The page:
Violet Fritillary
Boloria (Clossiana) dia

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Boloria dia

Female, Switzerland, May 2017

Boloria dia

Male, Switzerland, April 2012

Boloria dia

Male, Switzerland, August 2017

Boloria dia

Female, Switzerland, April 2014



Switzerland, June 2011

Boloria dia

Male, Switzerland, May 2010

Boloria dia

Male, Switzerland, May 2010

Boloria dia

Switzerland, May 2013

Boloria dia

Female, Switzerland, September 2011

Boloria dia

Switzerland, May 2013

Switzerland, September 2005

Mating pair, female above, Switzerland, April 2007

The same pair.

Switzerland, July 2006

I think this was Hungary, in July 1994

(Partial melanic, Switzerland June 2002)

Boloria dia distribution

Distribution

The violet fritillary - also known as Weaver's fritillary - is very common in Swiss meadows from the valley floor up to about 1500m or locally higher, flying from spring to autumn in two or three broods. I'm not sure why I have such a poor set of pictures of it - perhaps a combination of its constant movement and the fact it frequents rather cluttered environments, frequently finding nectar sources deep in the grass. The species is widespread and often common in hilly ground across Europe.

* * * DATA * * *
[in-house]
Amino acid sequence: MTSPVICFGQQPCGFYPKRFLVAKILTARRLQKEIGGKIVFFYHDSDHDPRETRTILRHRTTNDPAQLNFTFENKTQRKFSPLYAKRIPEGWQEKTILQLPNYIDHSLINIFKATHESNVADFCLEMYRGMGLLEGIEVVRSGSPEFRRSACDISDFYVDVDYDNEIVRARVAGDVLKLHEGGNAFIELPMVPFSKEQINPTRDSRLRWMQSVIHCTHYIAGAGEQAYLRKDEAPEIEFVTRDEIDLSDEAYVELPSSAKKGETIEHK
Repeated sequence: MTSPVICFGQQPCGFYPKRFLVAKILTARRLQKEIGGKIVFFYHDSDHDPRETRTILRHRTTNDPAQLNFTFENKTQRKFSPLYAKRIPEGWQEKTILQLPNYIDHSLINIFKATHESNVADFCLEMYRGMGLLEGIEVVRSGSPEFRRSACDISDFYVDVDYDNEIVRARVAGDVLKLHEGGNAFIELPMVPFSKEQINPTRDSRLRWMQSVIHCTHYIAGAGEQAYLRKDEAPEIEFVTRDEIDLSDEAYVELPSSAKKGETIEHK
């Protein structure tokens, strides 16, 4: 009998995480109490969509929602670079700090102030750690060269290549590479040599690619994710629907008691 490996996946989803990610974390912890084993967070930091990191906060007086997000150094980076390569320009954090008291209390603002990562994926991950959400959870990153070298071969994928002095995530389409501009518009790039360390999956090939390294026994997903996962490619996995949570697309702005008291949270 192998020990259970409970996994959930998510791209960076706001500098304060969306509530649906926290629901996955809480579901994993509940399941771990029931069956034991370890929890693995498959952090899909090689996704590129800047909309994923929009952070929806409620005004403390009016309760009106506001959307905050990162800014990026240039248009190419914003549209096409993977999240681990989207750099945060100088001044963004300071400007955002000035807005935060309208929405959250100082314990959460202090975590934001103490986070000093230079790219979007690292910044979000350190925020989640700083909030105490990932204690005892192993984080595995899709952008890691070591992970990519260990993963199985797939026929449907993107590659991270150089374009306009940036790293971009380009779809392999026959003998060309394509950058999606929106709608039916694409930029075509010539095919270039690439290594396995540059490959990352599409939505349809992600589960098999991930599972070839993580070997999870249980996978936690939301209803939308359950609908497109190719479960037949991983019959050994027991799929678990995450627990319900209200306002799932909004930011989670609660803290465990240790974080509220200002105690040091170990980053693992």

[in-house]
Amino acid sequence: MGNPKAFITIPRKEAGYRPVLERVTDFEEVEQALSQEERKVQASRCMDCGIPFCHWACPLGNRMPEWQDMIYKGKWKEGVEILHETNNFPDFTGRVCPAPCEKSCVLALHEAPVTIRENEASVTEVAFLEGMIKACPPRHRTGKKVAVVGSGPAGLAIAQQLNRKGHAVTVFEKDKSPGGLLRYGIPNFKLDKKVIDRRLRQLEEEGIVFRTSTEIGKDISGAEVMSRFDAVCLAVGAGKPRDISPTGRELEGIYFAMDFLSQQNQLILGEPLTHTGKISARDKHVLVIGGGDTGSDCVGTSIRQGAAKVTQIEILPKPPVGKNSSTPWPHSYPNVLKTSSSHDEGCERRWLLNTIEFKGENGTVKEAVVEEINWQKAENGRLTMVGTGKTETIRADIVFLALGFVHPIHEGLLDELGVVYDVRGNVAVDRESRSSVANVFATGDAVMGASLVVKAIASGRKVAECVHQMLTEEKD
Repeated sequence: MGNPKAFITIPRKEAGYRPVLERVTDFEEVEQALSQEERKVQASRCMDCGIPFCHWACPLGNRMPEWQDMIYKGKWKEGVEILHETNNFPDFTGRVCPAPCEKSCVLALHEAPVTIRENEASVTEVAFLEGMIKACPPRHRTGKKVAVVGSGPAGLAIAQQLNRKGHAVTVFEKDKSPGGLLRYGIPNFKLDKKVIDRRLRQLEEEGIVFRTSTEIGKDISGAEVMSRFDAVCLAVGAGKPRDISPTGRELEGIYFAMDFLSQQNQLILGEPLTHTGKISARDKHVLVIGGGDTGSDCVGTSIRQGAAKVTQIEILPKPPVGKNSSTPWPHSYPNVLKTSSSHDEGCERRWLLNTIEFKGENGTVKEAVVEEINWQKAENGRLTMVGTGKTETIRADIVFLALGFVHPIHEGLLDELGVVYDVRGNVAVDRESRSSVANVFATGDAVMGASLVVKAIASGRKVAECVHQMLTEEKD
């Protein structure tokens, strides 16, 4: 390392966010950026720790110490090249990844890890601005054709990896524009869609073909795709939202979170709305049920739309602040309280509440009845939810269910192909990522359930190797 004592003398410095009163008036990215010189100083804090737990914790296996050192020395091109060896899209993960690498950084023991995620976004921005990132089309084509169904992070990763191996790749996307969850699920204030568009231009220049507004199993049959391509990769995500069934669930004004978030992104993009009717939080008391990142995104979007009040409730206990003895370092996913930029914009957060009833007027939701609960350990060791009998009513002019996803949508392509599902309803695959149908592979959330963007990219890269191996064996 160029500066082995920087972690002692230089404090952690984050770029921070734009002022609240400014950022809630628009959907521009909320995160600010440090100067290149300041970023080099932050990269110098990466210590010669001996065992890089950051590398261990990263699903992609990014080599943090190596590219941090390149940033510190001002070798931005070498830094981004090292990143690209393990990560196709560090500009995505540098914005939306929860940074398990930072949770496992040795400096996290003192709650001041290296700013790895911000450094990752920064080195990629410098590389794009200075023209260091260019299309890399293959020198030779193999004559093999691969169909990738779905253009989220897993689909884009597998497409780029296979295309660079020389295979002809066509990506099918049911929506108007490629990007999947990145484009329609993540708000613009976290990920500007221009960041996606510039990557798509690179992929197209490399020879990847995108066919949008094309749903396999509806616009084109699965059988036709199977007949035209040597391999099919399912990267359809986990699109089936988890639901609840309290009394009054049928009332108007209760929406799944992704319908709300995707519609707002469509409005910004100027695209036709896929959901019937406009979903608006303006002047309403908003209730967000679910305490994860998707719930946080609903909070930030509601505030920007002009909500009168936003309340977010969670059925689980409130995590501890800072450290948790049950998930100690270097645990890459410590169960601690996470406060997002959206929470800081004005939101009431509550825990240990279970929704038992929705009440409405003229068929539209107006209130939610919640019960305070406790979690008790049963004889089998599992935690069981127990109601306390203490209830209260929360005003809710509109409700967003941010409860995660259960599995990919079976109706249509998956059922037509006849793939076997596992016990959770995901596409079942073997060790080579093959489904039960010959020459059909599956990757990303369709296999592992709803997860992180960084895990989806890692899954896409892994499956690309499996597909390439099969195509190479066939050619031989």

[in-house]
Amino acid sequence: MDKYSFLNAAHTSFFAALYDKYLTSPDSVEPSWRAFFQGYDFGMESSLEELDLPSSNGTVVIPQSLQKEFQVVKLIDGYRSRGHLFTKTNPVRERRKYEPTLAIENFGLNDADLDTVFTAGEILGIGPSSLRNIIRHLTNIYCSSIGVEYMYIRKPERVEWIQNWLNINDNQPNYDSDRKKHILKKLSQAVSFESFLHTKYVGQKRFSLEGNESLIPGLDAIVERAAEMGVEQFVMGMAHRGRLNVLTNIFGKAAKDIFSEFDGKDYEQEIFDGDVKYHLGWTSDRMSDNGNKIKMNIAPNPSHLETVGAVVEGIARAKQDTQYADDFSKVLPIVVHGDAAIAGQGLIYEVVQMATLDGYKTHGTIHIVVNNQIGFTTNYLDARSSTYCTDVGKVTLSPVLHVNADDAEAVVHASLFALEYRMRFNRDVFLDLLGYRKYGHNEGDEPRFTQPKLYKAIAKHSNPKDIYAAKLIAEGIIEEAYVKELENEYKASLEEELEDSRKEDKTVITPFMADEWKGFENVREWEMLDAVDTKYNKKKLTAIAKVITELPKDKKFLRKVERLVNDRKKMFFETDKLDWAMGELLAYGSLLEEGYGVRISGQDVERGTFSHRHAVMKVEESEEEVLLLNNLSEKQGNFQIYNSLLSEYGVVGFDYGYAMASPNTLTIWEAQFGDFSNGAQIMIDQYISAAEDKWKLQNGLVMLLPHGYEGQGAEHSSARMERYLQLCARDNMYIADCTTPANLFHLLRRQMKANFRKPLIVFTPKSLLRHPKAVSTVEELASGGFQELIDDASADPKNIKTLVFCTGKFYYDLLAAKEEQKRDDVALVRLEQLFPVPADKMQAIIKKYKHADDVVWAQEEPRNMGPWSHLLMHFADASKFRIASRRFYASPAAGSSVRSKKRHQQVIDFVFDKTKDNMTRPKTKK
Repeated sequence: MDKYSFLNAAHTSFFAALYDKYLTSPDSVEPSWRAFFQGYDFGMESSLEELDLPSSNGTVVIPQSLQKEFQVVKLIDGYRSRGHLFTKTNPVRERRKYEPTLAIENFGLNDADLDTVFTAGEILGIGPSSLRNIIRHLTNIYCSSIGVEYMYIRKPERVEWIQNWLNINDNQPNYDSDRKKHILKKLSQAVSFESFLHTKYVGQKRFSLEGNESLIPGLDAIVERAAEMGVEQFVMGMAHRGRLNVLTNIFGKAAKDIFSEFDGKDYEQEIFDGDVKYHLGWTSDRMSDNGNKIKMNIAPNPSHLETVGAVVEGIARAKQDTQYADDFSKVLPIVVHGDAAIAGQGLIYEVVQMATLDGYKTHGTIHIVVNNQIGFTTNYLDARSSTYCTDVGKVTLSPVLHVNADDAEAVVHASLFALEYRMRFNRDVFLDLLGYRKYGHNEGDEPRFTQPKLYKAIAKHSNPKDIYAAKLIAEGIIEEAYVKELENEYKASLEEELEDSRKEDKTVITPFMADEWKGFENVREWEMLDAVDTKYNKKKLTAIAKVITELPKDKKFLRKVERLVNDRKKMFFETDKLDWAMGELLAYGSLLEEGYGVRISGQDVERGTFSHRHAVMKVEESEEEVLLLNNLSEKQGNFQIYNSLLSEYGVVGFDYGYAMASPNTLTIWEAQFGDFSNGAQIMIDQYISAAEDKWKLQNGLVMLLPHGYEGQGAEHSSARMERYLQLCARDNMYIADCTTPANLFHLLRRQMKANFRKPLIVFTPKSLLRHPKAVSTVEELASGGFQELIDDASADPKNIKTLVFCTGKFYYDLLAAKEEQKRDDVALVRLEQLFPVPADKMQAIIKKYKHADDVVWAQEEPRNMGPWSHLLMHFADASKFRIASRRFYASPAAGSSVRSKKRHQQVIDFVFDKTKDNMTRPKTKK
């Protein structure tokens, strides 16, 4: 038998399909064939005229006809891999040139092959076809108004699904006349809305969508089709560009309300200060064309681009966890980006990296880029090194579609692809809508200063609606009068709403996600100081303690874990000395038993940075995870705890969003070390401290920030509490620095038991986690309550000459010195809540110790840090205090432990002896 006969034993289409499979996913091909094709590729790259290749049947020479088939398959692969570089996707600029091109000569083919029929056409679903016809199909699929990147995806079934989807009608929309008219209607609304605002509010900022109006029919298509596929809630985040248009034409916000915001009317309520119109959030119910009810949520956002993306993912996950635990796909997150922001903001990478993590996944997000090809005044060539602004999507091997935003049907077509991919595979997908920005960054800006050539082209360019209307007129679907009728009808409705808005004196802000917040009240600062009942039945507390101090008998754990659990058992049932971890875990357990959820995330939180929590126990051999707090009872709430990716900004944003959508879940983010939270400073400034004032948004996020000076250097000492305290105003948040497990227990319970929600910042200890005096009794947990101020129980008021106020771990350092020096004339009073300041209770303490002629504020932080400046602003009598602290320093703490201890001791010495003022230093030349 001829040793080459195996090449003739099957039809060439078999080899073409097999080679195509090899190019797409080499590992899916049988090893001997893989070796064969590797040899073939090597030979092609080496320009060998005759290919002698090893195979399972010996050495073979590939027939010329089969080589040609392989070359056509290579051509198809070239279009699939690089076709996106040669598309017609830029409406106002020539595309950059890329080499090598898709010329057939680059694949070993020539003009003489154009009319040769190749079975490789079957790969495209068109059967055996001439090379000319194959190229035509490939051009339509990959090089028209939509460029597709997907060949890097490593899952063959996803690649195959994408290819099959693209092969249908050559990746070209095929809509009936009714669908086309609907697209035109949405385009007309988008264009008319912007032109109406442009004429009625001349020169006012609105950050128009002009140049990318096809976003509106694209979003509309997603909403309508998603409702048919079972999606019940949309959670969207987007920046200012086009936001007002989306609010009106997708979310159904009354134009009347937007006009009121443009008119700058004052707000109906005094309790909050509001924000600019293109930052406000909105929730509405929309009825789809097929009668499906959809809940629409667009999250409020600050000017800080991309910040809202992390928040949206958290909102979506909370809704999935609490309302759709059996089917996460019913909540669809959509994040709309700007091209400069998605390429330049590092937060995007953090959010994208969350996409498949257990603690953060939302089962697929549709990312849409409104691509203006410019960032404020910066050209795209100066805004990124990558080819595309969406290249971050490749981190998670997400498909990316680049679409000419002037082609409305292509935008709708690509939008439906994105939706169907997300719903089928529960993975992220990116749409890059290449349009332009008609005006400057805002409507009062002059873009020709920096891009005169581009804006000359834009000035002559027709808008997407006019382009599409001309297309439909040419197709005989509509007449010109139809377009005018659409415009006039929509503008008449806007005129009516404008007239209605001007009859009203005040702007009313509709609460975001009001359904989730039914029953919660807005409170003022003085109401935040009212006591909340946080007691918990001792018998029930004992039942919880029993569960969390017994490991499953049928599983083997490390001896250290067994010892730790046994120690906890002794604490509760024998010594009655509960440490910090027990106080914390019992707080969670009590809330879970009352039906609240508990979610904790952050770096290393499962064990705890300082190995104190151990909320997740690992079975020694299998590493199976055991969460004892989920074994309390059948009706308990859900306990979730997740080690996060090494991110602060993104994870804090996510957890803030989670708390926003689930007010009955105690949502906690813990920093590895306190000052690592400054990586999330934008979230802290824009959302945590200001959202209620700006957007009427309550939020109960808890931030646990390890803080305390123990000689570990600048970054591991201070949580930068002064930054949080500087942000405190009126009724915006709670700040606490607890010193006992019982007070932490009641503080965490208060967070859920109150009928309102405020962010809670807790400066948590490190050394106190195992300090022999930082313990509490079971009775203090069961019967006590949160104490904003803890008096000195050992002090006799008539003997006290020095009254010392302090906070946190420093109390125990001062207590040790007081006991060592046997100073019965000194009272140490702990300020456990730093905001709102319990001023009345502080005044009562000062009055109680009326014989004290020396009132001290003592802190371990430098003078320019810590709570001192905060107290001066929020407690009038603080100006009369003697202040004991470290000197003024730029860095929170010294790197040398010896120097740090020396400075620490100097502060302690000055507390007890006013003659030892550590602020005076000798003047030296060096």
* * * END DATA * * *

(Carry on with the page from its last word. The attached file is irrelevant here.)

From the upperside the butterfly resembles a smaller version of Titania's fritillary, though the chess pawns around the hindwing have big heads and little bodies. It might also be mistaken for a small pearl-bordered fritillary in later broods, which are larger and brighter than the spring brood. However, the wing shape is noticeably different from that of either of these species (the hindwing having a 90 degree angle at the apex in the male) and the overall appearance, even in flight, is actually very distinctive once you are familiar with this fritillary. If in doubt, however, the underside leaves no room for confusion. The 'bubbly' silver spots and rich shades of yellow, reddish and violet, together with the prominent, dark post-discal spots, are quite distinctive.

The larvae feed on various species of violet. Those of the last brood of the season hibernate while half-grown, feeding up rapidly in the spring to produce an early spring brood, before any of the other Boloria species are on the wing.